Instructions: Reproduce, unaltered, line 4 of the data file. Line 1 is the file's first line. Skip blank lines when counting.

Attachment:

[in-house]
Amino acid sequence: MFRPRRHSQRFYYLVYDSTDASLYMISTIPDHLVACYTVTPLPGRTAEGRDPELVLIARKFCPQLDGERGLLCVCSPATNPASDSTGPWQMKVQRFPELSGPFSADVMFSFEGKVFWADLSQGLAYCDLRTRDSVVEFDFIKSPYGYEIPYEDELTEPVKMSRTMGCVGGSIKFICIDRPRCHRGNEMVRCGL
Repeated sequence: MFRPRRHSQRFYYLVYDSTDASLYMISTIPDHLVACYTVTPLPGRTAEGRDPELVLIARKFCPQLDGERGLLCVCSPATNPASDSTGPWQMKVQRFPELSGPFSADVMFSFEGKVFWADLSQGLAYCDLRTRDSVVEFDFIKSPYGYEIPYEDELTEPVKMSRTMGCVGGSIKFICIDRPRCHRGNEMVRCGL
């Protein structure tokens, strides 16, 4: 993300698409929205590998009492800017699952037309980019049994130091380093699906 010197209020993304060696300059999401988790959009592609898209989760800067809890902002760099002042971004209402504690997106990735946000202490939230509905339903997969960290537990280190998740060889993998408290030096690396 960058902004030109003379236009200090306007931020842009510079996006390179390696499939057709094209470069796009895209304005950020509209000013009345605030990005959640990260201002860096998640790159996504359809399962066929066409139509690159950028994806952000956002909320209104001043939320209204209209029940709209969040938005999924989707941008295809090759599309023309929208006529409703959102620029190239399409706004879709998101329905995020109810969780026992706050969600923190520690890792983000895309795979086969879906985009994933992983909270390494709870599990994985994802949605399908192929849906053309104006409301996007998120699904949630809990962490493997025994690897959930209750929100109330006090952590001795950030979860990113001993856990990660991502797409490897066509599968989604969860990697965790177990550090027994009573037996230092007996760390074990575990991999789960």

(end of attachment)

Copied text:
């Protein structure tokens, strides 16, 4: 993300698409929205590998009492800017699952037309980019049994130091380093699906 010197209020993304060696300059999401988790959009592609898209989760800067809890902002760099002042971004209402504690997106990735946000202490939230509905339903997969960290537990280190998740060889993998408290030096690396 960058902004030109003379236009200090306007931020842009510079996006390179390696499939057709094209470069796009895209304005950020509209000013009345605030990005959640990260201002860096998640790159996504359809399962066929066409139509690159950028994806952000956002909320209104001043939320209204209209029940709209969040938005999924989707941008295809090759599309023309929208006529409703959102620029190239399409706004879709998101329905995020109810969780026992706050969600923190520690890792983000895309795979086969879906985009994933992983909270390494709870599990994985994802949605399908192929849906053309104006409301996007998120699904949630809990962490493997025994690897959930209750929100109330006090952590001795950030979860990113001993856990990660991502797409490897066509599968989604969860990697965790177990550090027994009573037996230092007996760390074990575990991999789960």